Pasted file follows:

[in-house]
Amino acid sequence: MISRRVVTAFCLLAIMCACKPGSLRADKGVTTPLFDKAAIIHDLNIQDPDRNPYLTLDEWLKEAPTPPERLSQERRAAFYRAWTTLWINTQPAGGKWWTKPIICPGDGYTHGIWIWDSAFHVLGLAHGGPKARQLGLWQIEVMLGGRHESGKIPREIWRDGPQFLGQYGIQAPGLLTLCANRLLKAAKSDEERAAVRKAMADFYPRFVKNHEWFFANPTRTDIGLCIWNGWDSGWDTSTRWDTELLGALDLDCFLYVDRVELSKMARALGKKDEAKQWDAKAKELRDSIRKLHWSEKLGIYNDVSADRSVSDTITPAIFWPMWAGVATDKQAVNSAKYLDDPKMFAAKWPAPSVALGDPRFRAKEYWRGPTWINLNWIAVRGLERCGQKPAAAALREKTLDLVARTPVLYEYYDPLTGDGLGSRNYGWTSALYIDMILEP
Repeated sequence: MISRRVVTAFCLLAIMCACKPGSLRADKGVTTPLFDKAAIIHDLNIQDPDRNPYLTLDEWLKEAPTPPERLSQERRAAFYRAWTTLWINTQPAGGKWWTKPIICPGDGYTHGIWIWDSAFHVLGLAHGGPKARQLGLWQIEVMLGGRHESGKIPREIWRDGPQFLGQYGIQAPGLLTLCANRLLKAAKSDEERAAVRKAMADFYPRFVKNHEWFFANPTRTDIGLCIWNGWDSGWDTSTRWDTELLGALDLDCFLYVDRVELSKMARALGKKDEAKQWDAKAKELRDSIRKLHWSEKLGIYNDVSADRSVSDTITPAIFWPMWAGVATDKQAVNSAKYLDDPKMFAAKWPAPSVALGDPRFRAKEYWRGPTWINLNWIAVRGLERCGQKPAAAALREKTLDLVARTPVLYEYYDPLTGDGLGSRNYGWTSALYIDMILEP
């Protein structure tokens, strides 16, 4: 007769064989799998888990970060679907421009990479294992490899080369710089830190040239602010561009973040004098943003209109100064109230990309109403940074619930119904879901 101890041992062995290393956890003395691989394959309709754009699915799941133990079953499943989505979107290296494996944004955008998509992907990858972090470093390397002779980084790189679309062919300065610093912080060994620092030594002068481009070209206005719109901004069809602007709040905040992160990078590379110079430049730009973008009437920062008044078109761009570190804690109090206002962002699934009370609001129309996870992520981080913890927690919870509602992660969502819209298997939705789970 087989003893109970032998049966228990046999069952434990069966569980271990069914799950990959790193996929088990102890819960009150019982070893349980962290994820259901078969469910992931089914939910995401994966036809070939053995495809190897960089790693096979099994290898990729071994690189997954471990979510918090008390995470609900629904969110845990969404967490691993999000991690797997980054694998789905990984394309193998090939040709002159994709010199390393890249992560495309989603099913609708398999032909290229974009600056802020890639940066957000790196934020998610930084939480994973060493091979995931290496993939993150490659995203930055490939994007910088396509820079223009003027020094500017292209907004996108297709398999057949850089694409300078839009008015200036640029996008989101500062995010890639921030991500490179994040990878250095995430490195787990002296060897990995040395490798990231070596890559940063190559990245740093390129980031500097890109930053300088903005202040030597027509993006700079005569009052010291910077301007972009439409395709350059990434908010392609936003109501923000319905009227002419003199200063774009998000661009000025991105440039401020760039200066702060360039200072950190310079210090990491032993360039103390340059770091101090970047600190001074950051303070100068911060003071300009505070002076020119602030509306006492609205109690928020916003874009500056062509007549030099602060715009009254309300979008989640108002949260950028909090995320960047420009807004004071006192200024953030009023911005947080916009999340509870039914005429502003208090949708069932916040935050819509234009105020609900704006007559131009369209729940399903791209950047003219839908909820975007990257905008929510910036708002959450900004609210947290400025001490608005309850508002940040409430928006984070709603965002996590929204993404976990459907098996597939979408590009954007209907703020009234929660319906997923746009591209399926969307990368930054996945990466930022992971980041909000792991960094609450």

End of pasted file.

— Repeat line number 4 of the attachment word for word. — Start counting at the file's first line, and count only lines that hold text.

């Protein structure tokens, strides 16, 4: 007769064989799998888990970060679907421009990479294992490899080369710089830190040239602010561009973040004098943003209109100064109230990309109403940074619930119904879901 101890041992062995290393956890003395691989394959309709754009699915799941133990079953499943989505979107290296494996944004955008998509992907990858972090470093390397002779980084790189679309062919300065610093912080060994620092030594002068481009070209206005719109901004069809602007709040905040992160990078590379110079430049730009973008009437920062008044078109761009570190804690109090206002962002699934009370609001129309996870992520981080913890927690919870509602992660969502819209298997939705789970 087989003893109970032998049966228990046999069952434990069966569980271990069914799950990959790193996929088990102890819960009150019982070893349980962290994820259901078969469910992931089914939910995401994966036809070939053995495809190897960089790693096979099994290898990729071994690189997954471990979510918090008390995470609900629904969110845990969404967490691993999000991690797997980054694998789905990984394309193998090939040709002159994709010199390393890249992560495309989603099913609708398999032909290229974009600056802020890639940066957000790196934020998610930084939480994973060493091979995931290496993939993150490659995203930055490939994007910088396509820079223009003027020094500017292209907004996108297709398999057949850089694409300078839009008015200036640029996008989101500062995010890639921030991500490179994040990878250095995430490195787990002296060897990995040395490798990231070596890559940063190559990245740093390129980031500097890109930053300088903005202040030597027509993006700079005569009052010291910077301007972009439409395709350059990434908010392609936003109501923000319905009227002419003199200063774009998000661009000025991105440039401020760039200066702060360039200072950190310079210090990491032993360039103390340059770091101090970047600190001074950051303070100068911060003071300009505070002076020119602030509306006492609205109690928020916003874009500056062509007549030099602060715009009254309300979008989640108002949260950028909090995320960047420009807004004071006192200024953030009023911005947080916009999340509870039914005429502003208090949708069932916040935050819509234009105020609900704006007559131009369209729940399903791209950047003219839908909820975007990257905008929510910036708002959450900004609210947290400025001490608005309850508002940040409430928006984070709603965002996590929204993404976990459907098996597939979408590009954007209907703020009234929660319906997923746009591209399926969307990368930054996945990466930022992971980041909000792991960094609450």